My only blog reader who’s likely to understand the title of this post is my son François, who also installed a French-manufactured wood stove of the Invicta brand. I was almost going to write Habemus poelam, but Christine would have lost no time in correcting me. The modern French word poêle can indeed designate either a frying-pan or a wood stove, but the ancient Romans only used poela in the first sense. They did not use metal stoves for heating. Their domestic heating installations were based upon steam generated in the cellar by a hypocaust system associated with a furnace (in the style of a pizza oven).

This is the same kind of system that was used to heat up water in a pool—called a caldarium—in the splendid Somerset city of Bath.

At Gamone, my living room is already well heated by my fireplace… provided that I keep the glass cover down, instead of raising it so that I can warm my toes while watching TV: a great pleasure, which I often share with Fitzroy, lying in my lap. Incidentally, talking about Fitzroy, I bought him an elegant cushion yesterday, which I promptly lined with an old pair of ski pants that I’ve outgrown.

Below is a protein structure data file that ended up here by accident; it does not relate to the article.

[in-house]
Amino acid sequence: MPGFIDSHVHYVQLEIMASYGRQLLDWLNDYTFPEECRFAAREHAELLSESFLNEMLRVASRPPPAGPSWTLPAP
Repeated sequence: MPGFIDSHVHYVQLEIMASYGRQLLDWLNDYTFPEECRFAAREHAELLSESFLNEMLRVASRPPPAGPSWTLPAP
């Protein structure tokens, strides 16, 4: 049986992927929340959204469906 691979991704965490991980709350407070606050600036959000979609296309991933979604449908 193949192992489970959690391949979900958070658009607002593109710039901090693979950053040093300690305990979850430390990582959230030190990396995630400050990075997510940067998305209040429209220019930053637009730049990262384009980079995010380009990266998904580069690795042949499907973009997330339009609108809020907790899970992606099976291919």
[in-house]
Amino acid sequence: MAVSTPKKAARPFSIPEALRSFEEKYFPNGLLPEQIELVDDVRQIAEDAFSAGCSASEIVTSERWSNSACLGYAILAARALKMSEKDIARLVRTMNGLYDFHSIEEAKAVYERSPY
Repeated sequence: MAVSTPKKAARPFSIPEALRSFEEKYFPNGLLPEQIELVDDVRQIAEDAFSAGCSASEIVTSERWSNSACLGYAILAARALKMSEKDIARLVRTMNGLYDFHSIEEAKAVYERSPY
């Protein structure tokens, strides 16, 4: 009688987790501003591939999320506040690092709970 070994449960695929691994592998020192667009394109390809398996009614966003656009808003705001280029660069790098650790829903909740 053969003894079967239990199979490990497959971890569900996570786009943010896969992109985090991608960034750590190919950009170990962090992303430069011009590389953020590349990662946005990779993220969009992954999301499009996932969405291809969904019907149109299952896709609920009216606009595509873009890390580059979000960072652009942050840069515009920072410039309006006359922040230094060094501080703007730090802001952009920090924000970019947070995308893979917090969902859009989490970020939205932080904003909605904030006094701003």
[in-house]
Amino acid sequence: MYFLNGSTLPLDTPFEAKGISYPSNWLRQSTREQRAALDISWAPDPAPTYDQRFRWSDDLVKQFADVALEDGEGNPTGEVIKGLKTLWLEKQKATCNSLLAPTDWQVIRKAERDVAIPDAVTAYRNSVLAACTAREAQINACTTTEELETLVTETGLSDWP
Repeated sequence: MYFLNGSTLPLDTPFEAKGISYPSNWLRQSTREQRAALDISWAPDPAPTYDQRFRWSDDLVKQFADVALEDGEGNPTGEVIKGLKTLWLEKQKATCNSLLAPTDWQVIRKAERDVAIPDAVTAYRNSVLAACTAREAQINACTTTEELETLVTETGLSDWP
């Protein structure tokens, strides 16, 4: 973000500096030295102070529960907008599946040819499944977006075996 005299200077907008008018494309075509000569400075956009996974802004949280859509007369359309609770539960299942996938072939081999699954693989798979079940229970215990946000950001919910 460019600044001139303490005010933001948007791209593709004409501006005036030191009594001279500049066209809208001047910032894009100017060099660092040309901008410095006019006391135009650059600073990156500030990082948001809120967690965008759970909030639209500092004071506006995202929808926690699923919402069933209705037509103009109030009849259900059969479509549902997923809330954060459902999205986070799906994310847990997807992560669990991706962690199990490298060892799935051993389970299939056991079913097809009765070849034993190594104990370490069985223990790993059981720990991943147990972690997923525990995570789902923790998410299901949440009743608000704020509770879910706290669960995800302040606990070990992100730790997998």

For the first time in ages, Fitzroy spent the entire night on the kitchen floor in his new bed, which he guards jealously as if it were a bone that an evil passer-by might try to steal.

PS Don't be too alarmed by the grubby state of my kitchen floor. Apart from the fact that I'm only slowly emerging from the lengthy period of construction of my wood shed [display], not to mention final operations concerning the installation of the wood stove (during which time my tools were often left lying upon the kitchen floor), the current dirty state of the floor is due above all to the fact that the evacuation system for used sink water is clogged up once again. I'll fix that tomorrow, and clean up the mess in the kitchen. One thing at a time...

Thursday, December 5, 2013

Robespierre on stage